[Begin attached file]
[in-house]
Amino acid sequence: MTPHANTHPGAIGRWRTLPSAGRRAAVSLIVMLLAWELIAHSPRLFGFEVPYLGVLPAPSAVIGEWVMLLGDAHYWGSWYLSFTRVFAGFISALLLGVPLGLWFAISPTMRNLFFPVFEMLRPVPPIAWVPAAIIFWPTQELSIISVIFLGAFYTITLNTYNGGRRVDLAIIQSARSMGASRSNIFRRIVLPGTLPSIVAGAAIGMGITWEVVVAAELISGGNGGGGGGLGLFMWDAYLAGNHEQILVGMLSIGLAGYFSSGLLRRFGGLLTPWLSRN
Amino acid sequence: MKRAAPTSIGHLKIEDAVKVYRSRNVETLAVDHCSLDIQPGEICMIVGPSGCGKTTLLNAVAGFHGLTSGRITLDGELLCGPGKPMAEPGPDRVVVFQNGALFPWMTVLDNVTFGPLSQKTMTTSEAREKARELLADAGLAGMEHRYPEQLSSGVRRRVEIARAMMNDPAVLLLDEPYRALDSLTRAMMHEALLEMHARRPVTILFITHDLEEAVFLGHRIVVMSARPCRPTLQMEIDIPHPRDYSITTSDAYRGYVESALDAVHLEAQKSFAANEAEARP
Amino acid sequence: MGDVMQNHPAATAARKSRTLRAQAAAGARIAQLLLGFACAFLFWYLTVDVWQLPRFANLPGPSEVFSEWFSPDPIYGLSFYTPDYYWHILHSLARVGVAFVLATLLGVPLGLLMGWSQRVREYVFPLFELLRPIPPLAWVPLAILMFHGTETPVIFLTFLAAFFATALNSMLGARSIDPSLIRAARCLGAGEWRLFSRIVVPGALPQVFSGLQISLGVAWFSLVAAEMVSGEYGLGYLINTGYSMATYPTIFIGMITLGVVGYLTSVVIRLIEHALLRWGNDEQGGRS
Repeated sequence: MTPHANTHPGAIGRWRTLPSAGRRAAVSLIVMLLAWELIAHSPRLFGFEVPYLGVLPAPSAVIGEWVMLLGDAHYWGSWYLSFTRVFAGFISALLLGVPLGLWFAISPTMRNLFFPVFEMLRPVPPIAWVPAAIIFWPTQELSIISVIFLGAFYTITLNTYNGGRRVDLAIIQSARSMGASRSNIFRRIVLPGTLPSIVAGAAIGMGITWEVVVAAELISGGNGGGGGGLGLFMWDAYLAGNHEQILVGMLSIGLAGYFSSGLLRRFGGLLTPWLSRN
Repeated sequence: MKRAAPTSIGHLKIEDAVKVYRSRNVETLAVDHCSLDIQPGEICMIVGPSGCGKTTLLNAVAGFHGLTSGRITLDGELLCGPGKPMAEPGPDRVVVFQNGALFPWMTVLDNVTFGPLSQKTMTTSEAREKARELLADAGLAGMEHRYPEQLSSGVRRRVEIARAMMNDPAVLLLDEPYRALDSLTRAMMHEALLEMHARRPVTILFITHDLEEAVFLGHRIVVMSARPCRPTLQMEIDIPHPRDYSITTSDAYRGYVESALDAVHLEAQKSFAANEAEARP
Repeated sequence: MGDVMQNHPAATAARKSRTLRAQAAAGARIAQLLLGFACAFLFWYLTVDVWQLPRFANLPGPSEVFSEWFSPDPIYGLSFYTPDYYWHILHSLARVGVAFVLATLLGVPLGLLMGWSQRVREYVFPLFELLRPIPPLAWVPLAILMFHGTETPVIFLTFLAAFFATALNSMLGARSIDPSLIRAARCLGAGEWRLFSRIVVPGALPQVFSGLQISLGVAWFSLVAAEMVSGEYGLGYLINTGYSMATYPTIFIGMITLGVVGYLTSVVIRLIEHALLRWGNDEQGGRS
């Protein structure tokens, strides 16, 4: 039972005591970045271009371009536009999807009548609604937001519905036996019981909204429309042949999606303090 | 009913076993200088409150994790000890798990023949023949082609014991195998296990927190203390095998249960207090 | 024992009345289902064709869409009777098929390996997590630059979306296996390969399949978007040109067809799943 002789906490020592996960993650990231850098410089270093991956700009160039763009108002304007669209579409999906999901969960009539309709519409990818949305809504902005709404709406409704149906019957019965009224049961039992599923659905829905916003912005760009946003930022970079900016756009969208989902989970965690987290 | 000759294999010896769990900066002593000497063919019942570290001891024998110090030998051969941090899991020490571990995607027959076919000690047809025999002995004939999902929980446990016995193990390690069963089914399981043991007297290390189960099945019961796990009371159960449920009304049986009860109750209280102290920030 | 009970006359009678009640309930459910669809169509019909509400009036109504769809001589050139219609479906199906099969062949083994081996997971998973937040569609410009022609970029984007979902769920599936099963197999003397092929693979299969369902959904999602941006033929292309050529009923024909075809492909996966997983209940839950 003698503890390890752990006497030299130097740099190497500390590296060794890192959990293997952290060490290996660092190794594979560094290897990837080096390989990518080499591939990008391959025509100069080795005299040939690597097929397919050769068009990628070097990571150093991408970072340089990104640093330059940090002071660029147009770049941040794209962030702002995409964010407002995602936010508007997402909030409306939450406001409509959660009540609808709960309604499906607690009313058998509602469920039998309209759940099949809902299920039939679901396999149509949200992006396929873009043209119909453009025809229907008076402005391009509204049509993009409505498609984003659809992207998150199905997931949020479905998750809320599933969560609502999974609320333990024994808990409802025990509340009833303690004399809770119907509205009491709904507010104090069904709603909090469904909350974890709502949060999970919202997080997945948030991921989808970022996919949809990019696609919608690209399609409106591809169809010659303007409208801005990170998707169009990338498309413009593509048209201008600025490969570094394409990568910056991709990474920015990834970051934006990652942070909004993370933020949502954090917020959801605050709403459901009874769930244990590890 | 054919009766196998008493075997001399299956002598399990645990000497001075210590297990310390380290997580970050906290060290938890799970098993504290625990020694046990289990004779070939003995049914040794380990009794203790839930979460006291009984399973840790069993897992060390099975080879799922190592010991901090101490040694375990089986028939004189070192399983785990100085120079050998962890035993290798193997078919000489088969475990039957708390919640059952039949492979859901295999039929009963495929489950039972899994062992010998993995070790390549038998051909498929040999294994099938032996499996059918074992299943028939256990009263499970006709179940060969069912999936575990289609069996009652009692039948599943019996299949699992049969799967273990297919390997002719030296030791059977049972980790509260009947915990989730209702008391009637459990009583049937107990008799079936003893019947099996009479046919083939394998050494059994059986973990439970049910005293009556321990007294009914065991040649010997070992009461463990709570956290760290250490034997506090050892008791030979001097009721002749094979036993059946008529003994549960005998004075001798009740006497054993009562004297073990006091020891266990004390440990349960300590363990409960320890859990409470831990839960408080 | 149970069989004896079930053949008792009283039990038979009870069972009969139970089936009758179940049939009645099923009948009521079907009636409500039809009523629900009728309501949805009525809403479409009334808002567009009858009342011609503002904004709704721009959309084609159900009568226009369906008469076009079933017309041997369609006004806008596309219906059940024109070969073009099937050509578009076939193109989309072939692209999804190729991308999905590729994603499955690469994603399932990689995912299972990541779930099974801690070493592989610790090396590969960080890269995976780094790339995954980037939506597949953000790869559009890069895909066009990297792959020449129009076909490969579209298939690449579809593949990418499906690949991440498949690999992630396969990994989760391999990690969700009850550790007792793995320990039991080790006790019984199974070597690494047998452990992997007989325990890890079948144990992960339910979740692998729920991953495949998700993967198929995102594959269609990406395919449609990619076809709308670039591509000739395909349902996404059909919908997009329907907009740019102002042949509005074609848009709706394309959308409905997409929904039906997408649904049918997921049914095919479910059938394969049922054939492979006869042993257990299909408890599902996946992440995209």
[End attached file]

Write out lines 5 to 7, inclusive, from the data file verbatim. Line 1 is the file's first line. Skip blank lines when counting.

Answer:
Repeated sequence: MTPHANTHPGAIGRWRTLPSAGRRAAVSLIVMLLAWELIAHSPRLFGFEVPYLGVLPAPSAVIGEWVMLLGDAHYWGSWYLSFTRVFAGFISALLLGVPLGLWFAISPTMRNLFFPVFEMLRPVPPIAWVPAAIIFWPTQELSIISVIFLGAFYTITLNTYNGGRRVDLAIIQSARSMGASRSNIFRRIVLPGTLPSIVAGAAIGMGITWEVVVAAELISGGNGGGGGGLGLFMWDAYLAGNHEQILVGMLSIGLAGYFSSGLLRRFGGLLTPWLSRN
Repeated sequence: MKRAAPTSIGHLKIEDAVKVYRSRNVETLAVDHCSLDIQPGEICMIVGPSGCGKTTLLNAVAGFHGLTSGRITLDGELLCGPGKPMAEPGPDRVVVFQNGALFPWMTVLDNVTFGPLSQKTMTTSEAREKARELLADAGLAGMEHRYPEQLSSGVRRRVEIARAMMNDPAVLLLDEPYRALDSLTRAMMHEALLEMHARRPVTILFITHDLEEAVFLGHRIVVMSARPCRPTLQMEIDIPHPRDYSITTSDAYRGYVESALDAVHLEAQKSFAANEAEARP
Repeated sequence: MGDVMQNHPAATAARKSRTLRAQAAAGARIAQLLLGFACAFLFWYLTVDVWQLPRFANLPGPSEVFSEWFSPDPIYGLSFYTPDYYWHILHSLARVGVAFVLATLLGVPLGLLMGWSQRVREYVFPLFELLRPIPPLAWVPLAILMFHGTETPVIFLTFLAAFFATALNSMLGARSIDPSLIRAARCLGAGEWRLFSRIVVPGALPQVFSGLQISLGVAWFSLVAAEMVSGEYGLGYLINTGYSMATYPTIFIGMITLGVVGYLTSVVIRLIEHALLRWGNDEQGGRS